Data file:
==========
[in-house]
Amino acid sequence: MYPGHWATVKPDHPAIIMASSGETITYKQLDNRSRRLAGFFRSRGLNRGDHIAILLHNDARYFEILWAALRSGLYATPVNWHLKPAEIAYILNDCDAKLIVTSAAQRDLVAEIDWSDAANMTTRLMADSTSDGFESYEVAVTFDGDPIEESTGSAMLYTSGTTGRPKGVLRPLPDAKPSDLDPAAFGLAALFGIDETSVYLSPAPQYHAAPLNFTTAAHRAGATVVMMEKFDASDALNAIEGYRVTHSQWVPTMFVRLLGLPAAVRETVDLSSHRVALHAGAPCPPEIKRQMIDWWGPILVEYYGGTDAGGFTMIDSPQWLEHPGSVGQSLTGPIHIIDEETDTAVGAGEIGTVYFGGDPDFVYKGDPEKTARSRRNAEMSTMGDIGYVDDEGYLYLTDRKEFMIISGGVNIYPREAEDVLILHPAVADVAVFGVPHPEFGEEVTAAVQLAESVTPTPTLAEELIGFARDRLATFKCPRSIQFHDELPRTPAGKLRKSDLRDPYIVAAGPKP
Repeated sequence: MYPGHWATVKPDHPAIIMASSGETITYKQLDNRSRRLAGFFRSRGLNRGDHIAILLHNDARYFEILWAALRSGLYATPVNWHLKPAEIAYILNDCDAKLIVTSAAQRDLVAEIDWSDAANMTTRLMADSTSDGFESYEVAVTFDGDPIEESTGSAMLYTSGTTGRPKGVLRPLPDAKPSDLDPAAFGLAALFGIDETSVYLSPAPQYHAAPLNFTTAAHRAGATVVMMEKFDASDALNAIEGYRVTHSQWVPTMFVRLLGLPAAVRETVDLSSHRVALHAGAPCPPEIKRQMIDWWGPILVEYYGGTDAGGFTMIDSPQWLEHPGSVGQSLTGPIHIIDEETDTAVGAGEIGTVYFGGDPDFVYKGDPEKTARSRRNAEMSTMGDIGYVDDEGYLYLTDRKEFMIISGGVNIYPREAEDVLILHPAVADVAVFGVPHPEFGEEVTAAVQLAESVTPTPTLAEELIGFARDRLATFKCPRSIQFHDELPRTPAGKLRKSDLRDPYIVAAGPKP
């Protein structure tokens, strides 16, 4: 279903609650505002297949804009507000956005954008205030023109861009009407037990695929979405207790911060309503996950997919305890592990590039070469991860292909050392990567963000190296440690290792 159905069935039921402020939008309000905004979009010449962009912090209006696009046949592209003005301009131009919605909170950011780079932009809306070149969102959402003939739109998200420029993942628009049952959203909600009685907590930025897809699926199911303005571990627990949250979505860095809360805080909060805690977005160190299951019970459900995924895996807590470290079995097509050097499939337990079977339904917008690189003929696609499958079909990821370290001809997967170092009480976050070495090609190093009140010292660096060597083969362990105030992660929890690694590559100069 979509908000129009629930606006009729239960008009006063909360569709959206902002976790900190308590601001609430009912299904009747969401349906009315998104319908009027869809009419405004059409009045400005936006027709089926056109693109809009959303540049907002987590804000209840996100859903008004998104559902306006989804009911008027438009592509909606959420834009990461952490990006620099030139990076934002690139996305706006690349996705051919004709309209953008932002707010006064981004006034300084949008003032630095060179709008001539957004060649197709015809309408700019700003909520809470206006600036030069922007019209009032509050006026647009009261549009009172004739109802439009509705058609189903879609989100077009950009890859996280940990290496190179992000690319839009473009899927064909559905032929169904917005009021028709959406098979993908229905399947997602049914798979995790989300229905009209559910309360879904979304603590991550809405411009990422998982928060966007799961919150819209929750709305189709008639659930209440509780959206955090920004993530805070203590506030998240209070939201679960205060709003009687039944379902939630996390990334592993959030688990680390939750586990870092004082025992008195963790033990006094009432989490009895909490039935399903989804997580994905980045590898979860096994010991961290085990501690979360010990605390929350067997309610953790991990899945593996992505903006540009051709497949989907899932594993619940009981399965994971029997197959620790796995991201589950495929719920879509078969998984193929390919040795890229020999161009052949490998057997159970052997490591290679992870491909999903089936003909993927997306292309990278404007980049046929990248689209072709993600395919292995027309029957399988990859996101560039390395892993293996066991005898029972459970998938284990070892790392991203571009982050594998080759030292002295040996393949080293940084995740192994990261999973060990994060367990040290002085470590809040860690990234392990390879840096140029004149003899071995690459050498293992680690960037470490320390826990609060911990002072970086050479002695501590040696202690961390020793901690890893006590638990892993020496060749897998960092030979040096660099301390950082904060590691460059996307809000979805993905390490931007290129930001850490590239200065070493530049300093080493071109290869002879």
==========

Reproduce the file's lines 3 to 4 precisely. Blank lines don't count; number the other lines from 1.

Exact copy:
Repeated sequence: MYPGHWATVKPDHPAIIMASSGETITYKQLDNRSRRLAGFFRSRGLNRGDHIAILLHNDARYFEILWAALRSGLYATPVNWHLKPAEIAYILNDCDAKLIVTSAAQRDLVAEIDWSDAANMTTRLMADSTSDGFESYEVAVTFDGDPIEESTGSAMLYTSGTTGRPKGVLRPLPDAKPSDLDPAAFGLAALFGIDETSVYLSPAPQYHAAPLNFTTAAHRAGATVVMMEKFDASDALNAIEGYRVTHSQWVPTMFVRLLGLPAAVRETVDLSSHRVALHAGAPCPPEIKRQMIDWWGPILVEYYGGTDAGGFTMIDSPQWLEHPGSVGQSLTGPIHIIDEETDTAVGAGEIGTVYFGGDPDFVYKGDPEKTARSRRNAEMSTMGDIGYVDDEGYLYLTDRKEFMIISGGVNIYPREAEDVLILHPAVADVAVFGVPHPEFGEEVTAAVQLAESVTPTPTLAEELIGFARDRLATFKCPRSIQFHDELPRTPAGKLRKSDLRDPYIVAAGPKP
């Protein structure tokens, strides 16, 4: 279903609650505002297949804009507000956005954008205030023109861009009407037990695929979405207790911060309503996950997919305890592990590039070469991860292909050392990567963000190296440690290792 159905069935039921402020939008309000905004979009010449962009912090209006696009046949592209003005301009131009919605909170950011780079932009809306070149969102959402003939739109998200420029993942628009049952959203909600009685907590930025897809699926199911303005571990627990949250979505860095809360805080909060805690977005160190299951019970459900995924895996807590470290079995097509050097499939337990079977339904917008690189003929696609499958079909990821370290001809997967170092009480976050070495090609190093009140010292660096060597083969362990105030992660929890690694590559100069 979509908000129009629930606006009729239960008009006063909360569709959206902002976790900190308590601001609430009912299904009747969401349906009315998104319908009027869809009419405004059409009045400005936006027709089926056109693109809009959303540049907002987590804000209840996100859903008004998104559902306006989804009911008027438009592509909606959420834009990461952490990006620099030139990076934002690139996305706006690349996705051919004709309209953008932002707010006064981004006034300084949008003032630095060179709008001539957004060649197709015809309408700019700003909520809470206006600036030069922007019209009032509050006026647009009261549009009172004739109802439009509705058609189903879609989100077009950009890859996280940990290496190179992000690319839009473009899927064909559905032929169904917005009021028709959406098979993908229905399947997602049914798979995790989300229905009209559910309360879904979304603590991550809405411009990422998982928060966007799961919150819209929750709305189709008639659930209440509780959206955090920004993530805070203590506030998240209070939201679960205060709003009687039944379902939630996390990334592993959030688990680390939750586990870092004082025992008195963790033990006094009432989490009895909490039935399903989804997580994905980045590898979860096994010991961290085990501690979360010990605390929350067997309610953790991990899945593996992505903006540009051709497949989907899932594993619940009981399965994971029997197959620790796995991201589950495929719920879509078969998984193929390919040795890229020999161009052949490998057997159970052997490591290679992870491909999903089936003909993927997306292309990278404007980049046929990248689209072709993600395919292995027309029957399988990859996101560039390395892993293996066991005898029972459970998938284990070892790392991203571009982050594998080759030292002295040996393949080293940084995740192994990261999973060990994060367990040290002085470590809040860690990234392990390879840096140029004149003899071995690459050498293992680690960037470490320390826990609060911990002072970086050479002695501590040696202690961390020793901690890893006590638990892993020496060749897998960092030979040096660099301390950082904060590691460059996307809000979805993905390490931007290129930001850490590239200065070493530049300093080493071109290869002879």